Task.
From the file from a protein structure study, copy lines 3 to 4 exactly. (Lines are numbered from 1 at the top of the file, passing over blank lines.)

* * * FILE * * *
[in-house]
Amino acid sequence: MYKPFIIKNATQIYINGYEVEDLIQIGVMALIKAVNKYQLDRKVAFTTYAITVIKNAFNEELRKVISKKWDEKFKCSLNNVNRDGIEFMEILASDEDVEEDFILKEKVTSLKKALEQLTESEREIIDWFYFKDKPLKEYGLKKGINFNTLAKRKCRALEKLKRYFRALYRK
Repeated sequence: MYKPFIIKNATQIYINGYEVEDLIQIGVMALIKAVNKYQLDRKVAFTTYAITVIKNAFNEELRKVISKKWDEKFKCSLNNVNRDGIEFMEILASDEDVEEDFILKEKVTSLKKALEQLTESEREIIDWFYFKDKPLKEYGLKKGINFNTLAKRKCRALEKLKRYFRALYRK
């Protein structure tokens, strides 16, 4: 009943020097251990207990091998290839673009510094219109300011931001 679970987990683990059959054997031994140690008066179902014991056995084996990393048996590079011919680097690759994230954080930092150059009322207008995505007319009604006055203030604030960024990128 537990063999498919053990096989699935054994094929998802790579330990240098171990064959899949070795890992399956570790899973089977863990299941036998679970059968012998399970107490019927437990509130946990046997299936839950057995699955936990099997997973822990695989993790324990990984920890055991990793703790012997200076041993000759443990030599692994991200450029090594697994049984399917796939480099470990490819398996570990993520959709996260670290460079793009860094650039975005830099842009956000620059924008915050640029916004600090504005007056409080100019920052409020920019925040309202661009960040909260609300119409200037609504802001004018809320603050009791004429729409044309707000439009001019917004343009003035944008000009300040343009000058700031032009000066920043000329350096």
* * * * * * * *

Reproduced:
Repeated sequence: MYKPFIIKNATQIYINGYEVEDLIQIGVMALIKAVNKYQLDRKVAFTTYAITVIKNAFNEELRKVISKKWDEKFKCSLNNVNRDGIEFMEILASDEDVEEDFILKEKVTSLKKALEQLTESEREIIDWFYFKDKPLKEYGLKKGINFNTLAKRKCRALEKLKRYFRALYRK
């Protein structure tokens, strides 16, 4: 009943020097251990207990091998290839673009510094219109300011931001 679970987990683990059959054997031994140690008066179902014991056995084996990393048996590079011919680097690759994230954080930092150059009322207008995505007319009604006055203030604030960024990128 537990063999498919053990096989699935054994094929998802790579330990240098171990064959899949070795890992399956570790899973089977863990299941036998679970059968012998399970107490019927437990509130946990046997299936839950057995699955936990099997997973822990695989993790324990990984920890055991990793703790012997200076041993000759443990030599692994991200450029090594697994049984399917796939480099470990490819398996570990993520959709996260670290460079793009860094650039975005830099842009956000620059924008915050640029916004600090504005007056409080100019920052409020920019925040309202661009960040909260609300119409200037609504802001004018809320603050009791004429729409044309707000439009001019917004343009003035944008000009300040343009000058700031032009000066920043000329350096």